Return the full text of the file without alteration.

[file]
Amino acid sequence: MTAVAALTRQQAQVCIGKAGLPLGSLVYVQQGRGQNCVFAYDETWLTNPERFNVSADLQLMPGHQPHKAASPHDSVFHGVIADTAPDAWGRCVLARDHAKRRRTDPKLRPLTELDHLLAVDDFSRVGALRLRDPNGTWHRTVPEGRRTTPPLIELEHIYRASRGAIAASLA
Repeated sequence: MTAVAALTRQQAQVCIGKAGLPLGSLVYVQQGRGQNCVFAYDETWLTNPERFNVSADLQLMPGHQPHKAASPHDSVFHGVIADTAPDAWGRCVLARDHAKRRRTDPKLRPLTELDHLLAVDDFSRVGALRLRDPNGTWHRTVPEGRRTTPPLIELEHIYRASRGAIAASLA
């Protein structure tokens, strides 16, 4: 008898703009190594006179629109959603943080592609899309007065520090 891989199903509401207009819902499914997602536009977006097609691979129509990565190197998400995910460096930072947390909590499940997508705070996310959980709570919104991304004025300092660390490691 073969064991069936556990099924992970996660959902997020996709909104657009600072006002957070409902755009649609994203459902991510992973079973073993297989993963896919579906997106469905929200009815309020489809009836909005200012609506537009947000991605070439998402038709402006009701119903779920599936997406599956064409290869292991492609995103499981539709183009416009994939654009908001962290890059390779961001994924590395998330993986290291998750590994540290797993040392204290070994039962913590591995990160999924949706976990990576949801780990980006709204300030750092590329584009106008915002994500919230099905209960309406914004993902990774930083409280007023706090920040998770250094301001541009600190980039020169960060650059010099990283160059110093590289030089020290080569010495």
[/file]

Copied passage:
Amino acid sequence: MTAVAALTRQQAQVCIGKAGLPLGSLVYVQQGRGQNCVFAYDETWLTNPERFNVSADLQLMPGHQPHKAASPHDSVFHGVIADTAPDAWGRCVLARDHAKRRRTDPKLRPLTELDHLLAVDDFSRVGALRLRDPNGTWHRTVPEGRRTTPPLIELEHIYRASRGAIAASLA
Repeated sequence: MTAVAALTRQQAQVCIGKAGLPLGSLVYVQQGRGQNCVFAYDETWLTNPERFNVSADLQLMPGHQPHKAASPHDSVFHGVIADTAPDAWGRCVLARDHAKRRRTDPKLRPLTELDHLLAVDDFSRVGALRLRDPNGTWHRTVPEGRRTTPPLIELEHIYRASRGAIAASLA
């Protein structure tokens, strides 16, 4: 008898703009190594006179629109959603943080592609899309007065520090 891989199903509401207009819902499914997602536009977006097609691979129509990565190197998400995910460096930072947390909590499940997508705070996310959980709570919104991304004025300092660390490691 073969064991069936556990099924992970996660959902997020996709909104657009600072006002957070409902755009649609994203459902991510992973079973073993297989993963896919579906997106469905929200009815309020489809009836909005200012609506537009947000991605070439998402038709402006009701119903779920599936997406599956064409290869292991492609995103499981539709183009416009994939654009908001962290890059390779961001994924590395998330993986290291998750590994540290797993040392204290070994039962913590591995990160999924949706976990990576949801780990980006709204300030750092590329584009106008915002994500919230099905209960309406914004993902990774930083409280007023706090920040998770250094301001541009600190980039020169960060650059010099990283160059110093590289030089020290080569010495």